WASHINGTON -- When the Nationals report to camp in West Palm Beach this week, they will be one of the few teams with the luxury of having most of their roster set. Most of the Nats' roster is returning, and the team took steps to ensure that they filled any
WASHINGTON -- When the Nationals report to camp in West Palm Beach this week, they will be one of the few teams with the luxury of having most of their roster set. Most of the Nats' roster is returning, and the team took steps to ensure that they filled any remaining needs during the offseason.
But there is one notable battle to keep an eye on during Spring Training: the battle for the fifth starter. It's an uncommon position for the Nationals. Every year since they began contending back in 2012, they have entered Spring Training with their rotation set. This year, however, the Nats' No. 5 starter will be decided in camp.
Barring any late signings, the battle figures to center around a couple of young starters, A.J. Cole and Erick Fedde. Washington will also have insurance options in camp, veteran starters such as Edwin Jackson and Tommy Milone.
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Cole will begin camp as the favorite to win the job after his performance to close out the 2017 season impressed members of the organization. In his last seven appearances (four starts) of the year, Cole posted a 2.70 ERA, showing off the potential that made him a former prospect. Considering that Cole is out of options, the Nats will either have to put him on the roster or risk losing him to waivers. They are not ready to give up on Cole, 26, so even if Cole does not win a job in the rotation, he is a good bet to make the Opening Day roster in the bullpen.
Even after struggling in his first taste of the Majors a year ago, Fedde -- the team's No. 4 prospect and top pitching prospect as rated by MLB Pipeline -- remains a key figure in the Nationals' future plans. He made three starts in Washington last year and posted a 9.39 ERA before he was eventually shut down.
Fedde, who turns 25 in February, will be given a chance to compete for the job, and the Nats still believe he projects to be a mid-rotation starter at some point. Perhaps with a solid spring he could speed up that timeline. If so, he will push Cole to the bullpen.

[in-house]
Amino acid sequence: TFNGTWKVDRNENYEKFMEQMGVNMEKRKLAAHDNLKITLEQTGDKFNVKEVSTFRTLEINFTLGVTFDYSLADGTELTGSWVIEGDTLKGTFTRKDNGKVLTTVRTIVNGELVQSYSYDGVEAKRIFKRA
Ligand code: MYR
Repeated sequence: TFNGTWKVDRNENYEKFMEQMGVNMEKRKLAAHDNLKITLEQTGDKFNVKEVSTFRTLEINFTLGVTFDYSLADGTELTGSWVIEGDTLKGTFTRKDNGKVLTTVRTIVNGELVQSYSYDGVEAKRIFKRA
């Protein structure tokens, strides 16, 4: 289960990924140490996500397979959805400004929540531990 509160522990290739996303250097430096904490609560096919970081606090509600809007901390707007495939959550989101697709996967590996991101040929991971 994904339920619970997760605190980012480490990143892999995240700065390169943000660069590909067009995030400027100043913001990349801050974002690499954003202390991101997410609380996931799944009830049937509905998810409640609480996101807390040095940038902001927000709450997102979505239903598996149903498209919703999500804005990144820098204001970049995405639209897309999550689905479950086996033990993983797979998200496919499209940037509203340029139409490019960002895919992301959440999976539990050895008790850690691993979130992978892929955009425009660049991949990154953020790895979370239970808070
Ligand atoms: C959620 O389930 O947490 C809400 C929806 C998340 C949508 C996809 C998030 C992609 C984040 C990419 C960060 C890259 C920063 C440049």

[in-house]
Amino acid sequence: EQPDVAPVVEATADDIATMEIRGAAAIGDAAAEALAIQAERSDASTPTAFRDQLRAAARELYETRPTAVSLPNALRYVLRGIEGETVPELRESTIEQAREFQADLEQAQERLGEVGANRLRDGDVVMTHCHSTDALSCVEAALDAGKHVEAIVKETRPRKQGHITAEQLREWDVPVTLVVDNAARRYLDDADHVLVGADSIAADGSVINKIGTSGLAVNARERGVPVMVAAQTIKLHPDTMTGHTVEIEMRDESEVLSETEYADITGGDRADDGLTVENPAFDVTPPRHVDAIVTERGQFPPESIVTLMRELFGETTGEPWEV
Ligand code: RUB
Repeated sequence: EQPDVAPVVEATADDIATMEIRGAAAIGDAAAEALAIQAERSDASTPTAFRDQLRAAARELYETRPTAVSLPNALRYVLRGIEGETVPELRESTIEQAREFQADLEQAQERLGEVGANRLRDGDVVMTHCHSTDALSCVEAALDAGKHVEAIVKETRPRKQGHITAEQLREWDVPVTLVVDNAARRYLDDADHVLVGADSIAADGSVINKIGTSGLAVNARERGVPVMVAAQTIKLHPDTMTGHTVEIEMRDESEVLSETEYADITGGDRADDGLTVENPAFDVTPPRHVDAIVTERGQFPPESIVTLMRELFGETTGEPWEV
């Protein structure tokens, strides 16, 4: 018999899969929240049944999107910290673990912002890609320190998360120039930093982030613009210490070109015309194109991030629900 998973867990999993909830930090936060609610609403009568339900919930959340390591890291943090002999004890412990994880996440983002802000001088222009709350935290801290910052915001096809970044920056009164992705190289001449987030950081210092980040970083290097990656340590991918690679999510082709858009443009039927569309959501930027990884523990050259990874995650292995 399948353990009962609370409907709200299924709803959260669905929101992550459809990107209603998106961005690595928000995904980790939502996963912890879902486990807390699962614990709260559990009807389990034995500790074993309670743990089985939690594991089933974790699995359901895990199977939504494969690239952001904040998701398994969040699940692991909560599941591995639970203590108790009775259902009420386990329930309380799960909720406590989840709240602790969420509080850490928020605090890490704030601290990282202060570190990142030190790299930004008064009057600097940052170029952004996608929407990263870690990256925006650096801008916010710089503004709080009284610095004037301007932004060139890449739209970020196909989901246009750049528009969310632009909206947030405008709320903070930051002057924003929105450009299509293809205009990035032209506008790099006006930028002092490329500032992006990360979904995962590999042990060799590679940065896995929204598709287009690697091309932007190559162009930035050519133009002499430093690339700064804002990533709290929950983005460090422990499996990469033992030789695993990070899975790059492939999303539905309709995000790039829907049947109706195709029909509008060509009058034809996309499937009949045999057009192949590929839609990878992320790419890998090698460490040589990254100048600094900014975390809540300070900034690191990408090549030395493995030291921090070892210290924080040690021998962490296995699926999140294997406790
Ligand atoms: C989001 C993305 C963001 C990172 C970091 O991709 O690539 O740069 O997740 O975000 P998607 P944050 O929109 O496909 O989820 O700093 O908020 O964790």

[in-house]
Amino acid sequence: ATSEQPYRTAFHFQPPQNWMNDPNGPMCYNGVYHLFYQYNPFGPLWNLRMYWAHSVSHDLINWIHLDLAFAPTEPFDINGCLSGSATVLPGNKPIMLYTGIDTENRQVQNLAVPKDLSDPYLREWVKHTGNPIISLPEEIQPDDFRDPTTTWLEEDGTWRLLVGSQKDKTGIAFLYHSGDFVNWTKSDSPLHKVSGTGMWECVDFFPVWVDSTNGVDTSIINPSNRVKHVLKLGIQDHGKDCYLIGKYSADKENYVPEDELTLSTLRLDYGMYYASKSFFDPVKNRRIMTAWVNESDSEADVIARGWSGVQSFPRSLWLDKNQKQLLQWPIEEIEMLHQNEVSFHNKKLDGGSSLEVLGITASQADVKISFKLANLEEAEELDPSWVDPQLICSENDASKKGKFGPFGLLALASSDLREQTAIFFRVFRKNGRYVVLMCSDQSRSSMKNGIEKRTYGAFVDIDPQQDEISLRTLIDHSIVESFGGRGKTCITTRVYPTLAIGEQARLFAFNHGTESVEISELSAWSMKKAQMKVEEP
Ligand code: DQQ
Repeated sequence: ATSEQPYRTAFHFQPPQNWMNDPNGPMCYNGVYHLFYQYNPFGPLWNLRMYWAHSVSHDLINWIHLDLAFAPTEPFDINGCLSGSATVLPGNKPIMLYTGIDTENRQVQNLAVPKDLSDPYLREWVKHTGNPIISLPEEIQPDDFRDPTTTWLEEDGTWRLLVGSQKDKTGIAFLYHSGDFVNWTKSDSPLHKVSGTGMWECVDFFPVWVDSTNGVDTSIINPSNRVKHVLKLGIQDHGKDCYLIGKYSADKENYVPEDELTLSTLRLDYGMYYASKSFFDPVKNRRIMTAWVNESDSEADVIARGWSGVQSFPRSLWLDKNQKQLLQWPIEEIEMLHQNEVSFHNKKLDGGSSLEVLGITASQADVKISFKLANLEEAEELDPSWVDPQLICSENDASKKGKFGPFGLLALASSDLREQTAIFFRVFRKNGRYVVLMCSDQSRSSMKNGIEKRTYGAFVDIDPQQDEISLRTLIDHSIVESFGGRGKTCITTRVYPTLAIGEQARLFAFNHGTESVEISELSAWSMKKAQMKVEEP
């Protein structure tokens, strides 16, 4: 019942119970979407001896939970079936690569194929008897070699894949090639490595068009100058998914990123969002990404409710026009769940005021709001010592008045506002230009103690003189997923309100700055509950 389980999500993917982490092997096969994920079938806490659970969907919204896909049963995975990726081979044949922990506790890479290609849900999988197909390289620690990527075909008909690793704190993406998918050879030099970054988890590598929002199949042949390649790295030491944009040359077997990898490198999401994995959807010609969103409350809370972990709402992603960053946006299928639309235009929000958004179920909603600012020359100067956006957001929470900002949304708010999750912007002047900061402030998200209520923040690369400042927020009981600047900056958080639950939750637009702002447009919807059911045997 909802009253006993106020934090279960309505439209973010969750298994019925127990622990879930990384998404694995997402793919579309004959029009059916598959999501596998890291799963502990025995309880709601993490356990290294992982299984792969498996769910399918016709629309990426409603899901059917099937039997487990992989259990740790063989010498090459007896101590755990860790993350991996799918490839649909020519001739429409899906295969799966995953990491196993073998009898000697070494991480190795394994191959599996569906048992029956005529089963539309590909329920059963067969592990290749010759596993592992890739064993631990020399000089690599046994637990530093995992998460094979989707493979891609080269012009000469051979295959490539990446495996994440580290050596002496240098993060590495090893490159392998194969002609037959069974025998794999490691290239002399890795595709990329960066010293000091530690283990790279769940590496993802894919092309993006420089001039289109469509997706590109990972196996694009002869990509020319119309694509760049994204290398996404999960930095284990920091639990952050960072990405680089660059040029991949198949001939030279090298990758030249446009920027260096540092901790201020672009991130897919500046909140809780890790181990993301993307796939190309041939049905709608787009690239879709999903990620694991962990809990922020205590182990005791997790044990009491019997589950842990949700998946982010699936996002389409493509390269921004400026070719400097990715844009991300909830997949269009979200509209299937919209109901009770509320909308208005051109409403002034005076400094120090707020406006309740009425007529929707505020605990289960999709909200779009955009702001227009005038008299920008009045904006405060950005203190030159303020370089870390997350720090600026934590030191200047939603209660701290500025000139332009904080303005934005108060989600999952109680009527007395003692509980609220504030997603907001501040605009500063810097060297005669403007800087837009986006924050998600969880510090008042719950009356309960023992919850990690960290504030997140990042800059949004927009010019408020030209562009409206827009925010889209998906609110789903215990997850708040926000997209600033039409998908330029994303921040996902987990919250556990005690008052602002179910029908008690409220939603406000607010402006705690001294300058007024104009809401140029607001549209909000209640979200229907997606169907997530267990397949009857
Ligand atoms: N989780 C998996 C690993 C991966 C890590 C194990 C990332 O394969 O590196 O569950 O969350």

And then there are the veteran arms that the Nats have brought in for insurance, if they would prefer to have someone with a track record. Jackson filled in as the No. 5 starter during the second half of last season, and his strong start to the year earned him another look.
Milone has struggled the past two seasons, but after undergoing an elbow cleanup procedure this offseason, the Nationals are interested to see what the former prospect has left. He could profile well as a potential long reliever, but his ERA during the past two seasons is 6.50.
Both Jackson and Milone have an outside chance of making the roster, but with a good camp could earn their way into the mix.
Now, the Nationals should not be ruled out from adding a starter late in camp. They have done so in the past, and there are several free-agent starters still available. However, the team has maintained all offseason that adding a starter is not a priority, and general manager Mike Rizzo says he is not keeping tabs on the free-agent starter market.
That means the Nats are prepared to enter the year with their in-house options for No. 5 starter, making the competition during Spring Training one to monitor closely.
Jamal Collier has covered the Nationals for MLB.com since 2016. Follow him on Twitter at @jamalcollier.